4. Once the first activity feels like a normal part of your day, stack on the second activity and so on. Similarly, once you’ve achieved the first goal, stack on the second, third and remaining goals to reach your long-term vision.

How to Succeed with the Process-Driven Approach

Though this seems simple in theory, there are two emotional and mindset changes needed to succeed with this method.

The first is to be patient – instead of focusing on the big shiny dream, measure progress against the habit that you’re trying to cultivate. Accept that seeing the big vision come true takes months and sometimes years. Our biggest Achilles heel is impatience and while this works well in academia and work, it backfires in building health and relationships because we end up taking short cuts that harm us long term.

The second is to build rewards into your process – Having rewards is the best way to motivate ourselves and makes our mini-habits easier to stick to. For example, if you don’t eat at McDonald’s then your reward could be having a spa massage at the end of the week.

“Nothing can stop the man with the right mental attitude from achieving his goal; nothing on earth can help the man with the wrong mental attitude.” – Thomas Jefferson

Find The Right Balance

At the end of the day, we need to master both goal-driven and process-driven approaches to succeed. Use the goal-driven approach for short-term goals or when you need a burst of energy to push you through a task. Use the process-driven approach for long-term lifestyle change journeys such as getting healthier, having more meaningful relationships or pursuing a career that resonates with your purpose in life. In this way, you too can soon be the person who seems to magically “have it all”.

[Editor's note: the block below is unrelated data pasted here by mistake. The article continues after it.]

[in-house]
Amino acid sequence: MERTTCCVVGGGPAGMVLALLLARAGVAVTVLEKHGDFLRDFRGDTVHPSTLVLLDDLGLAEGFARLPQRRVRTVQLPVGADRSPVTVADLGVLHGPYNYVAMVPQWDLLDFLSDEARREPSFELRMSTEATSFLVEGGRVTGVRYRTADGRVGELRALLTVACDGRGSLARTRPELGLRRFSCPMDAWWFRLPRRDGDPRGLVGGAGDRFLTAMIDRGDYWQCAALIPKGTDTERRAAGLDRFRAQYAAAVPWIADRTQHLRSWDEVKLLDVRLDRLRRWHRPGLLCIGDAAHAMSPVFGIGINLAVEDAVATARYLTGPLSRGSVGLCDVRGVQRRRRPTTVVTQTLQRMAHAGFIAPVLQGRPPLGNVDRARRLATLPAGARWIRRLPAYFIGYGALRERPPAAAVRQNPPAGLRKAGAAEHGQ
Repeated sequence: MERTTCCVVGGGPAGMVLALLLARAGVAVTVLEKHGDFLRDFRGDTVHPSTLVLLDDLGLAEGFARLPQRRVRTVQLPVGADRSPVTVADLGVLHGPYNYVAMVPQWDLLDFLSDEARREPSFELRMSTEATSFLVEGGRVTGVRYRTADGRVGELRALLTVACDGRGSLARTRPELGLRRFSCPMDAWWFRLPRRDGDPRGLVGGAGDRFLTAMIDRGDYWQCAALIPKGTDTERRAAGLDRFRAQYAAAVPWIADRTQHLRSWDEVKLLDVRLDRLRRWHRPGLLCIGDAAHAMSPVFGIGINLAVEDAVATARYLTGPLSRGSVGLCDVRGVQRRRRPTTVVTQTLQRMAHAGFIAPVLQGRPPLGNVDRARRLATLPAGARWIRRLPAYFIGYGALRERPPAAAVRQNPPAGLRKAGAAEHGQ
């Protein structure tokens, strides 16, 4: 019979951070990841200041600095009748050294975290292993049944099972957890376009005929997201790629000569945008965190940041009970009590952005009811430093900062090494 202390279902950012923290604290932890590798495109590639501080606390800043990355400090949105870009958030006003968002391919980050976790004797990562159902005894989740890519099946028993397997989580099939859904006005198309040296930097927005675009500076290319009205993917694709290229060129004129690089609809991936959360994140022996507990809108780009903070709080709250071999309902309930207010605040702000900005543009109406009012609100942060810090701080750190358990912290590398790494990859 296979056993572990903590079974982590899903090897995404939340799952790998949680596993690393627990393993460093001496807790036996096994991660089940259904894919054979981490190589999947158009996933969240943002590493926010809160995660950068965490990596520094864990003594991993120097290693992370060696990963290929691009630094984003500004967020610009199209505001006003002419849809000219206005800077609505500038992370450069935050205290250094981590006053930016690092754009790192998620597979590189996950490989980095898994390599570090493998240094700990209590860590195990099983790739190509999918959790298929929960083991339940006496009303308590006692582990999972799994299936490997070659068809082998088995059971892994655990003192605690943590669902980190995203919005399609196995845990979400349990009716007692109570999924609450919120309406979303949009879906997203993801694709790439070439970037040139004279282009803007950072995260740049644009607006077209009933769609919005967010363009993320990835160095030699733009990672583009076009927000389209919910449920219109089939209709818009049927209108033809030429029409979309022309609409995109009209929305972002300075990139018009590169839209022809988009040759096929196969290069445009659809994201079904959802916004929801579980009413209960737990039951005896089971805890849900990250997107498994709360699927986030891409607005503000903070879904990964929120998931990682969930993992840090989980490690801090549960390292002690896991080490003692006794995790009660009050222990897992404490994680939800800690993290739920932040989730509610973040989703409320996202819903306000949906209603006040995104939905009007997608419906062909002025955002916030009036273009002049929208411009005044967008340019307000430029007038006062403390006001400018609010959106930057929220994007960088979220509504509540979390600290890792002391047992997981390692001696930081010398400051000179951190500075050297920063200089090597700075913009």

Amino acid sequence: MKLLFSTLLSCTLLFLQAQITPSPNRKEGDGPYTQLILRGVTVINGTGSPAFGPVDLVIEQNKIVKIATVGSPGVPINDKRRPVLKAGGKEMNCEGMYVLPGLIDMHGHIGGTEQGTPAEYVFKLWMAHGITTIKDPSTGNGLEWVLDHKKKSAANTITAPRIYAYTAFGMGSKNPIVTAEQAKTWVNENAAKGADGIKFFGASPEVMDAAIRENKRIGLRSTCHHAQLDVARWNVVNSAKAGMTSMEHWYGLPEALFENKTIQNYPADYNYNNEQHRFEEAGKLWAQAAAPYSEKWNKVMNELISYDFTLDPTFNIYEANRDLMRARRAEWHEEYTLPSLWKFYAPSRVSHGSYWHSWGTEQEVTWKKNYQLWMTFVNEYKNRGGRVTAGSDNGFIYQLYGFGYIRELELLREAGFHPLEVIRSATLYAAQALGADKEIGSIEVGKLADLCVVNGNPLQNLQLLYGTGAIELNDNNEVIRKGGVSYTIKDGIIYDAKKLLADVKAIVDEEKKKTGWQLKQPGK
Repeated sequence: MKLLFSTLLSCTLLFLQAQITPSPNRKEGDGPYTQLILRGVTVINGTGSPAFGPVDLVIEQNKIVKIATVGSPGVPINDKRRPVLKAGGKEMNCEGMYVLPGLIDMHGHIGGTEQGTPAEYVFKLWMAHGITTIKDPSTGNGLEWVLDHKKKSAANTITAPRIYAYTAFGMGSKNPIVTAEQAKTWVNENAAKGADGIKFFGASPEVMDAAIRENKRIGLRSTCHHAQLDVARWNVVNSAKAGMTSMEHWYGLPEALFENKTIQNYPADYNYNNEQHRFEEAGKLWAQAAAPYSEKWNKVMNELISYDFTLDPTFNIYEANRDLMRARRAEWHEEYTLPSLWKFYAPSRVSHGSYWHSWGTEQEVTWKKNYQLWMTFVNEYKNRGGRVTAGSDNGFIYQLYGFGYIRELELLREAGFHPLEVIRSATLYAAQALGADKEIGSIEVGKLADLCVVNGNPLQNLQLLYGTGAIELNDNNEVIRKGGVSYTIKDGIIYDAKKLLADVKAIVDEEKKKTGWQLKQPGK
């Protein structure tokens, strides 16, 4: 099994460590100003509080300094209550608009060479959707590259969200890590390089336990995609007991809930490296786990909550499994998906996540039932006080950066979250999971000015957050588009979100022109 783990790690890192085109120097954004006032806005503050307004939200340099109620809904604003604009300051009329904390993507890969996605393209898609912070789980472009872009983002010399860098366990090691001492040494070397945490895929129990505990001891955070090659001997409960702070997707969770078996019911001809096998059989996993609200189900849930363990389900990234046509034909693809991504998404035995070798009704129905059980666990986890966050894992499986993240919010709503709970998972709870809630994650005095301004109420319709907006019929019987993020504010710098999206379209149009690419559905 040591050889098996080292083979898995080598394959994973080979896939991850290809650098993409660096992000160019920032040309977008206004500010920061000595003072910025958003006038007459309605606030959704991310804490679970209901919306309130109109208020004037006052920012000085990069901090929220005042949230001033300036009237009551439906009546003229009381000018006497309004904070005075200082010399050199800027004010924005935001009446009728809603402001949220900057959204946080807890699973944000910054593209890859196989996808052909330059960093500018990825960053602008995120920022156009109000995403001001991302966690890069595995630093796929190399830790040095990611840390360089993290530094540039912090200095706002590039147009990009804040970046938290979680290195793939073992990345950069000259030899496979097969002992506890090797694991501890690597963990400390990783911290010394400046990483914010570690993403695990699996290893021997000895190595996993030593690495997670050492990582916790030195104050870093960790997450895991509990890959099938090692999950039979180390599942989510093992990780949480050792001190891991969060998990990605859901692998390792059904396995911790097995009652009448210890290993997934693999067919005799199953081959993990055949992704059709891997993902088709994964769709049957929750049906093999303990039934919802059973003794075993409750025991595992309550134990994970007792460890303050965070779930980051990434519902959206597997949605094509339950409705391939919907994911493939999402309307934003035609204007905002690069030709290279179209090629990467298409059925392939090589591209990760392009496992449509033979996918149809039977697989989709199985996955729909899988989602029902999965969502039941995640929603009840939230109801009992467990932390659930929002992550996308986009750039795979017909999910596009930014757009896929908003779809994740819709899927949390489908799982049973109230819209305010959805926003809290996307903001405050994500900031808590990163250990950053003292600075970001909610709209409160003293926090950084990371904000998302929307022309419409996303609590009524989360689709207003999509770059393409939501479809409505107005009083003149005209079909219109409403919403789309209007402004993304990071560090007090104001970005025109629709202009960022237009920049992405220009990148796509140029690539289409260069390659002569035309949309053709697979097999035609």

What are you doing today to reach success later on? Let us know your tips in the comments below!

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Success Advice

You Don’t Have To Listen To Every Bit Of Career Feedback. Some People Just Don’t Get You And That’s Fine!

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I recently got rejected from what I thought was a fantastic career opportunity. I was told that I was “Not entrepreneurial enough.”

Those that know me well know that it’s probably one of the few things I’m good at. Many of my mentors who I told this story to laughed out loud.

These three words were career feedback and I was always led to believe that to ignore this feedback would be ignorant and stupid.

I pondered that thought for a few days and then had a revelation: “I don’t have to listen to every bit of feedback I get.”

 

Pissed off is a natural first reaction.

That’s how I felt after someone told me I was crap at the very thing I love and have dedicated most of my time to. Our brain wants to be angry and fight back. Our first reaction, though, is often not what we should pay attention to.